Dallas FHLB district bank funds 350 units of Indian housing
DALLAS ? The Federal Home Loan Bank here has provided $3 million in gap financing to 17 American Indian housing projects in its district, helping to construct more than 300 homes.
The 17 Indian projects, all but two of them in New Mexico, have received a total of $2.92 million in grants from the district bank's Affordable Housing Program since 1995, said Sonia Brown, a spokesperson for the FHLB. (The other two projects are in Louisiana and Arizona.)
New Mexico is the state in the FHLB district that has the most Indian tribes. The Dallas office of the bank also covers Arkansas, Mississippi, Texas and Louisiana.
Ten of the grants have supported single-family home ownership; five have gone for single-family rentals, and two for multi-family rentals, according to data supplied by Ms. Brown. The projects have funded the construction or financing of 350 units of housing.
Since Affordable Housing money is typically "gap" financing to fill a hole that other funding sources don't reach, the district bank's $3 million has probably supported somewhere around ten times that amount of housing.
Amounts have varied from $40,000 for four single-family units at the Taos pueblo to $400,000 for a 50-unit single-family development on the Isleta pueblo.
Brown, who was the FHLB's community investment officer in the early 1990s, said the District Bank back then began to investigate the barriers and opportunities for Indian housing projects.
Then, with the help of District Bank members like First National Bank of Farmington, N.M. (now a part of Wells Fargo Bank) and its Community Reinvestment Act officer, Cathy Coleman, Affordable Housing awards began to go to projects in the Four Corners area. (Member banks must sponsor local applications for Affordable Housing funding.)
First National sponsored two of the first funded projects, $150,000 for the Shiprock CDC to build 30 single-family units, and $184,000 for Tohatchi Area of Opportunity to build 12 units of multi-family rental housing.
Brown did not know whether the Dallas district bank has supported the most Indian housing since the program was established in 1990. The Federal Home Loan Banks of Seattle, San Francisco and Des Moines are also active in Indian housing, she said. (There are a total of 12 Federal Home Loan Banks around the country.)
Two projects approved for funding in the last round of 2001 were $310,000 for the Tsigo Bugeh village at the San Juan Pueblo in New Mexico, and $50,000 for the Tunica-Biloxi Housing Authority of Marksville, La.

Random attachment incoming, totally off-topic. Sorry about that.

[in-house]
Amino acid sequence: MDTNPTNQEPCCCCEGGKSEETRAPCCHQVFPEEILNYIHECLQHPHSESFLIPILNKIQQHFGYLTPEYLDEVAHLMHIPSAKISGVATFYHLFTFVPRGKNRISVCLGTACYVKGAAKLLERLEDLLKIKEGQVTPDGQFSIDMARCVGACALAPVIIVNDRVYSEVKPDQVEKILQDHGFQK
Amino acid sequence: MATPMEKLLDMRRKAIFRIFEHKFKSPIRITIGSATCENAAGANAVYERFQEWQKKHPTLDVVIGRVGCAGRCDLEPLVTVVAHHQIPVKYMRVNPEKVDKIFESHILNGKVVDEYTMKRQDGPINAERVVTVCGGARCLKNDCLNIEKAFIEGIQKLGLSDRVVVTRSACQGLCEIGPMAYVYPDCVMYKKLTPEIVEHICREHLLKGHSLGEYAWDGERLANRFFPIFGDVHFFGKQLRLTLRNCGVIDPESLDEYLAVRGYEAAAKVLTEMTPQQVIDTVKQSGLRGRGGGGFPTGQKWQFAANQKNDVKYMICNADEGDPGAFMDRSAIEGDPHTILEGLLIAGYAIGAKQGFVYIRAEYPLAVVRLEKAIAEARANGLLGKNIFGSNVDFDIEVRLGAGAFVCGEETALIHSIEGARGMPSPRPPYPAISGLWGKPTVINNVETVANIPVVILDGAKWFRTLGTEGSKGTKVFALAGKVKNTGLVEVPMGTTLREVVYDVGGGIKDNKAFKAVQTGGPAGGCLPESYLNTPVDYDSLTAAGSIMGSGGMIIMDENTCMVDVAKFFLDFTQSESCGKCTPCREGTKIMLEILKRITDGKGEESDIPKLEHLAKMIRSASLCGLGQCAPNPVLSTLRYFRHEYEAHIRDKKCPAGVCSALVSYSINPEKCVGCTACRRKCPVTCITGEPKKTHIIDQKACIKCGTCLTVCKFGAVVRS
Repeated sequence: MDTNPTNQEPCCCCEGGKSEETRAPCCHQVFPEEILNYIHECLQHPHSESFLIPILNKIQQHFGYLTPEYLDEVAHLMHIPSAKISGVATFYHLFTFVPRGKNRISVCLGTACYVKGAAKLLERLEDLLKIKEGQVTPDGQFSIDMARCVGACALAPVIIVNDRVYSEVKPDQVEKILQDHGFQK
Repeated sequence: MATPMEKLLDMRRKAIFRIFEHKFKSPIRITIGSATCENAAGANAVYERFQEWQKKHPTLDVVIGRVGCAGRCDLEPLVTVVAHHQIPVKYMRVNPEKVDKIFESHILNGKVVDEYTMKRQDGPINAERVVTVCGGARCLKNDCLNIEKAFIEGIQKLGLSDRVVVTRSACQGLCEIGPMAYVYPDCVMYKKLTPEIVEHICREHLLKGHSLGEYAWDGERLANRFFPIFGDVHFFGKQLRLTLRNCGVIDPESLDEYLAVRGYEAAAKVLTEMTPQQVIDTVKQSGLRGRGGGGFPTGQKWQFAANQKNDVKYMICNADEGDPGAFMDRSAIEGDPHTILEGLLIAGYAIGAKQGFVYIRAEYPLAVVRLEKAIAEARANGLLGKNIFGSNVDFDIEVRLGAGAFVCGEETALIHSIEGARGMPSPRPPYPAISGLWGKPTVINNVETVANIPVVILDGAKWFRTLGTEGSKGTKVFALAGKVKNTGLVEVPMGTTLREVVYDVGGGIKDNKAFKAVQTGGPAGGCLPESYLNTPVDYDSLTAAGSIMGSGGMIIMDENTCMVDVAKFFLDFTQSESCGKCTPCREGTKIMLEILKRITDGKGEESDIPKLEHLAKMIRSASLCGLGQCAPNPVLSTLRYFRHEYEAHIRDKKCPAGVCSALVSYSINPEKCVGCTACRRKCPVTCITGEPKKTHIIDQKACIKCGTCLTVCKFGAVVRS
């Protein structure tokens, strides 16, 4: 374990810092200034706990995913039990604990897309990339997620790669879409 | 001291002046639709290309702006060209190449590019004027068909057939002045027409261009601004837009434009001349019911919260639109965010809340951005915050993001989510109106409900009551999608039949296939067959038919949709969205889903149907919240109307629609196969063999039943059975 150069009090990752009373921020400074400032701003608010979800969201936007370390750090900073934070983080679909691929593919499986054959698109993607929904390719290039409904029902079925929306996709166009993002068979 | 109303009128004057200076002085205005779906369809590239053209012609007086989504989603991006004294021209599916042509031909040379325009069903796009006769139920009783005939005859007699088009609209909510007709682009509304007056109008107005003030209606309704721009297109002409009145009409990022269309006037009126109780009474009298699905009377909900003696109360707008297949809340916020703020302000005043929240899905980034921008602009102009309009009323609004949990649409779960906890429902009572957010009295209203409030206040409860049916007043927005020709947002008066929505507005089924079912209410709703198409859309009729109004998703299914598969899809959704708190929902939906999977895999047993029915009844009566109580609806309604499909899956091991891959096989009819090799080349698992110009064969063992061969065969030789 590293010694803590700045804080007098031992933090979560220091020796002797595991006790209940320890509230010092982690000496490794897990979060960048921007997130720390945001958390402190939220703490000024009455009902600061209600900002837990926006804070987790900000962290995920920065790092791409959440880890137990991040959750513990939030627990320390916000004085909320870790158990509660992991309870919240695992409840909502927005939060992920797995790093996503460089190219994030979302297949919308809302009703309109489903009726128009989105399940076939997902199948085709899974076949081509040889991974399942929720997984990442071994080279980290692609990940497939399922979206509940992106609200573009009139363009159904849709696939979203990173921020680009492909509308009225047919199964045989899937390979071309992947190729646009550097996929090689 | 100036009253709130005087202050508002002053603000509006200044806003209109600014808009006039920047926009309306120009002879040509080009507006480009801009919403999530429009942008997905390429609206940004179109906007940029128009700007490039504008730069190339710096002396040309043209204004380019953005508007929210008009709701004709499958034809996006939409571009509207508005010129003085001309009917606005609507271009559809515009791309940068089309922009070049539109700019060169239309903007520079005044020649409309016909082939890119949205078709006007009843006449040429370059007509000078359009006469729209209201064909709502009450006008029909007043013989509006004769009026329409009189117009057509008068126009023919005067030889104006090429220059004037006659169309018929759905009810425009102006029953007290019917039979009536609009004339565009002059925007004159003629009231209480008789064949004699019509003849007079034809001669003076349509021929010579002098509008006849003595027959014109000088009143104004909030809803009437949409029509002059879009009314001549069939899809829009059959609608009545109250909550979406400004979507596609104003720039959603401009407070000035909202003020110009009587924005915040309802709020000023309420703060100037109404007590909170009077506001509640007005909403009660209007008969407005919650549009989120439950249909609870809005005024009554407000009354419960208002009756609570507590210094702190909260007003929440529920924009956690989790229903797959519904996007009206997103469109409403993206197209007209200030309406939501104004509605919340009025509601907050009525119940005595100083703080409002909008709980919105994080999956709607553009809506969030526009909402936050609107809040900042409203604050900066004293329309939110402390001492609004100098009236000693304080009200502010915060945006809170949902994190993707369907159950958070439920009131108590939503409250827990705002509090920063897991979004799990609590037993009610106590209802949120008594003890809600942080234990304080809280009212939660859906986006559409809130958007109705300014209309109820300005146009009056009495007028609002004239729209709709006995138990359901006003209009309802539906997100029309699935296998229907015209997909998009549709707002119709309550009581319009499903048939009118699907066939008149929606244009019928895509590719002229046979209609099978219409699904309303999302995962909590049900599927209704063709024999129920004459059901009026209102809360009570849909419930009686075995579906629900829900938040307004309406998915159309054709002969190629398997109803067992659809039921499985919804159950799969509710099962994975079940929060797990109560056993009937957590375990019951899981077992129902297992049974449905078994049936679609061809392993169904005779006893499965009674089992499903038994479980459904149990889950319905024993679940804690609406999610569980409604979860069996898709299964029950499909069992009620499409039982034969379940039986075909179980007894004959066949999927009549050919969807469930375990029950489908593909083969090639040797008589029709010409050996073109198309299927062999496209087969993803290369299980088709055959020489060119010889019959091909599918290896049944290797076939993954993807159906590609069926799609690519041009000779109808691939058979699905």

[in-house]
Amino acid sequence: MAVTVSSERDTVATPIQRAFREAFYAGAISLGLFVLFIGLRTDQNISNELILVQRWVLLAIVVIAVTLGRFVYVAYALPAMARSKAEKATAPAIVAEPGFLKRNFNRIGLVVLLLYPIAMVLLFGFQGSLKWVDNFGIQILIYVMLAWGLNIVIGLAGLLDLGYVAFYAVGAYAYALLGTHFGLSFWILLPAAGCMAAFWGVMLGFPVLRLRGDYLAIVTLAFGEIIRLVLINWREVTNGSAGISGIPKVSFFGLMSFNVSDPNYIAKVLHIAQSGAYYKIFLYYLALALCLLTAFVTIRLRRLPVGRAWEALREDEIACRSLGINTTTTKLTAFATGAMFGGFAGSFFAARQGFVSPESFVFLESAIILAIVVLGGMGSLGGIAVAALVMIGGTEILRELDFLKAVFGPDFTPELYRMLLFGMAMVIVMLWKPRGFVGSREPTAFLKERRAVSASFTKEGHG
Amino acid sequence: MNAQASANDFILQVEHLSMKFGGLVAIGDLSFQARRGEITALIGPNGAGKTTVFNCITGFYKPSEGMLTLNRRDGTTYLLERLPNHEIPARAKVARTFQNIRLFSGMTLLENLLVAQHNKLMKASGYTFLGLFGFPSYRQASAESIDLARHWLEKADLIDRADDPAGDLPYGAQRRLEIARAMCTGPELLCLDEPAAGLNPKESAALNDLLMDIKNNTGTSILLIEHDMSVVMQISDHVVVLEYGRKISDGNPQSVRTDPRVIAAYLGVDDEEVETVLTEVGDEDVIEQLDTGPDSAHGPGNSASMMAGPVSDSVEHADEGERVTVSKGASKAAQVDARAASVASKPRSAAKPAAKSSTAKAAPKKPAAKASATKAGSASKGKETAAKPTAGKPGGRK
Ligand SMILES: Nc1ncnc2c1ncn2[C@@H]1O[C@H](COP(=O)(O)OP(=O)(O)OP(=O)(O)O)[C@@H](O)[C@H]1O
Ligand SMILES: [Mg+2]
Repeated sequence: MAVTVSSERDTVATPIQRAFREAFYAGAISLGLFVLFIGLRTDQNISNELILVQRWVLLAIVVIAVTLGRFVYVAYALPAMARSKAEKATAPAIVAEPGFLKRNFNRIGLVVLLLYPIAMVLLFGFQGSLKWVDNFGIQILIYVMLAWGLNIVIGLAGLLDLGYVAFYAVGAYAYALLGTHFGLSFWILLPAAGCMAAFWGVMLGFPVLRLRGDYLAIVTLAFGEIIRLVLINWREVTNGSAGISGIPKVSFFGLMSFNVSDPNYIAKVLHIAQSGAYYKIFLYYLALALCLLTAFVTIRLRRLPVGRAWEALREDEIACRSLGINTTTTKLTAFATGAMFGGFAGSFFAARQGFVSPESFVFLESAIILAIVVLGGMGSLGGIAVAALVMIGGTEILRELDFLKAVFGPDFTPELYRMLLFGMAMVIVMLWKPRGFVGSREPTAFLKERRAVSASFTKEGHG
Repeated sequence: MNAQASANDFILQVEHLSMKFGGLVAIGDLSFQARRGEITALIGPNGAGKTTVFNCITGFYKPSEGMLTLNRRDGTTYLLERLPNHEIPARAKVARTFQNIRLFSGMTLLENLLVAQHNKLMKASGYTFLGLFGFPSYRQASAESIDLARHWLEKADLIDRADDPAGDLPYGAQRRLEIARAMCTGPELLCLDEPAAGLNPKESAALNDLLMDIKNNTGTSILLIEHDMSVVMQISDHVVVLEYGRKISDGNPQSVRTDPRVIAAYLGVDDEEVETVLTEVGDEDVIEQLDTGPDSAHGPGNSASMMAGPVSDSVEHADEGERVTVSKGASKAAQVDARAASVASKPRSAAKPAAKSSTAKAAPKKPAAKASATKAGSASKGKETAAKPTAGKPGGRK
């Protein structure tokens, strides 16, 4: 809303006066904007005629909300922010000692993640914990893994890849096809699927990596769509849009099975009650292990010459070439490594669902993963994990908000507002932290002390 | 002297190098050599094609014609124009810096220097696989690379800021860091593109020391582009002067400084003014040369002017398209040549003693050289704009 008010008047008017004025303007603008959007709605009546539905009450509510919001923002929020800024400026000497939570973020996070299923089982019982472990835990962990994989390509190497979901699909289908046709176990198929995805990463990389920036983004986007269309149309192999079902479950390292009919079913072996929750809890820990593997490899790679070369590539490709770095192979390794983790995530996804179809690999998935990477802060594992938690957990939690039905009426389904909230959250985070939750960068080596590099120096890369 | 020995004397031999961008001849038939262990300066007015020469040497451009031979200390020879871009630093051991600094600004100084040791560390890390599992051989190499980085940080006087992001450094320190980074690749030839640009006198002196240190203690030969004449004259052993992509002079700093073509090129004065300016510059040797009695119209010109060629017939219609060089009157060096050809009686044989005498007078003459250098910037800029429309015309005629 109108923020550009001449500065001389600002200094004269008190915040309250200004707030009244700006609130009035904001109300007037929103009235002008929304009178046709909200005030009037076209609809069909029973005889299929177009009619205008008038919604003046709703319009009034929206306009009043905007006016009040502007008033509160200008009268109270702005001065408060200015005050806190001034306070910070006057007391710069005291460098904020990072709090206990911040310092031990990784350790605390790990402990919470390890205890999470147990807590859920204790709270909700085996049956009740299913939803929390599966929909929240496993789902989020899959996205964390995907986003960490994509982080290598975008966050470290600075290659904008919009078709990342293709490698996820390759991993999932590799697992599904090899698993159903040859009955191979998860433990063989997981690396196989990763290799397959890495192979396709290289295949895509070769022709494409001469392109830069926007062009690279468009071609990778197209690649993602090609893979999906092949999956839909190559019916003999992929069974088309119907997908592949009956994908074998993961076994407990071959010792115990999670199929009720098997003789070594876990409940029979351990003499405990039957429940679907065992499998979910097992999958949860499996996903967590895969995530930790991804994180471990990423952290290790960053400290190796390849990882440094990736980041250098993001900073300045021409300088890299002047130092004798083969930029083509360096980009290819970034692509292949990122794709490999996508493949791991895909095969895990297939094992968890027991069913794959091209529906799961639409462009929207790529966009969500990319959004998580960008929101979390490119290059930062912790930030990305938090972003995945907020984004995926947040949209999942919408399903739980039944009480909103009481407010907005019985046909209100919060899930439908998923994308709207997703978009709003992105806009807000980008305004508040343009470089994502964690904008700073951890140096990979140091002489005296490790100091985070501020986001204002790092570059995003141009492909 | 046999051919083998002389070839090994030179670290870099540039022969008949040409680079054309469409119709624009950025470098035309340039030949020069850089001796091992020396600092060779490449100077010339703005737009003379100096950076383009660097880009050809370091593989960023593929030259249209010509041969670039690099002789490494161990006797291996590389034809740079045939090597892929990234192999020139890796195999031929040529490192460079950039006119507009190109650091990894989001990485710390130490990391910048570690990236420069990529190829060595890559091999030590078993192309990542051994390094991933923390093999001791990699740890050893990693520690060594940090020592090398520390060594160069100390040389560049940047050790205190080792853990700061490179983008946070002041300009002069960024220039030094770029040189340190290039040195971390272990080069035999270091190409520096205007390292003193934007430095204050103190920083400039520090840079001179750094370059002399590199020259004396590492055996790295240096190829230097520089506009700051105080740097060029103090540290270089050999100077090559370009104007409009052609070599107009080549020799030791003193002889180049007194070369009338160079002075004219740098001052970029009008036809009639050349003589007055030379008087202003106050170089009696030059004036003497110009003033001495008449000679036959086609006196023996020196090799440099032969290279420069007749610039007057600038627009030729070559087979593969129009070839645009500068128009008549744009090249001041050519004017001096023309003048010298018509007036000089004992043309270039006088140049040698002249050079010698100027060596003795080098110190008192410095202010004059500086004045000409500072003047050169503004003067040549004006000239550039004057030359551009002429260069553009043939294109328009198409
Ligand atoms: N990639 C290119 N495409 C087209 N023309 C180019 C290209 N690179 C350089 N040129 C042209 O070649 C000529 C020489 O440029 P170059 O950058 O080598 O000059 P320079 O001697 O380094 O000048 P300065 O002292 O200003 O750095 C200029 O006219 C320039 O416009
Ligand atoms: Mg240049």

The Tunica-Biloxi grant will assist 15 members of that tribe to become homeowners. It will be used with money loaned by Hibernia National Bank of New Orleans, which sponsored the project to the Dallas FHLB, and will go towards down-payment and closing costs. Hibernia will offer borrowers home-ownership counseling and job training. Total cost of the project is $1,315,000.
At San Juan, Wells Fargo Bank, New Mexico, sponsored the Ohkay Owingeh Housing Authority's project to build 40 multi-family rental units on tribal trust land. The money will be used for construction on the first affordable Native American housing project in New Mexico to use HOME funds. Other sources of funding on the $3.8 million project include Low Income Housing Tax Credits, money from the New Mexico Mortgage Finance Authority, and funds from the tribe's NAHASDA (Native American Housing Assistance and Self Determination Act) block grant.
At the Isleta Pueblo, the largest development at 50 units, Affordable Housing money is being used for down-payment and closing cost assistance. That project broke ground last summer. Bank of Albuquerque, Wells Fargo Home Mortgage and the federal Rural Housing Service are set to fund the 50 mortgages through the RHS 502 and the Housing and Urban Development section 184 programs.
Total financing on the project, which plans to build about ten scattered-site houses and a subdivision of 40 more, is $4.5 million, said Deborah Webster, state Native American coordinator of the Enterprise Foundation.
Construction financing for the subdivision is coming from the Pueblo itself ($900,000) and its housing authority ($700,000). Added to this is a $145,000 grant from the HUD Rural Housing and Economic Development program, and $500,000 of private funding, 50 percent guaranteed by the NMMFA, according to Webster. Construction money for the ten scattered site homes is coming from the Pueblo, the RHS 502 program, and Wells Fargo Home Mortgage, according to Webster.
Another notable development to receive project money is White Sands Village on the Pojoaque Pueblo outside of Santa Fe. This project, sponsored by Century Bank, FSB, received $270,000 towards a development of 30 units of single-family rental units.
This project became the first in the country for which federal housing agency Fannie Mae bought a Department of Housing and Urban Development Title VI loan in the amount of $435,000, also extended by Century Bank. The significance is that a "secondary" market (where these loans are bought and sold) was created, helping to increase the amount of funding available for these types of projects.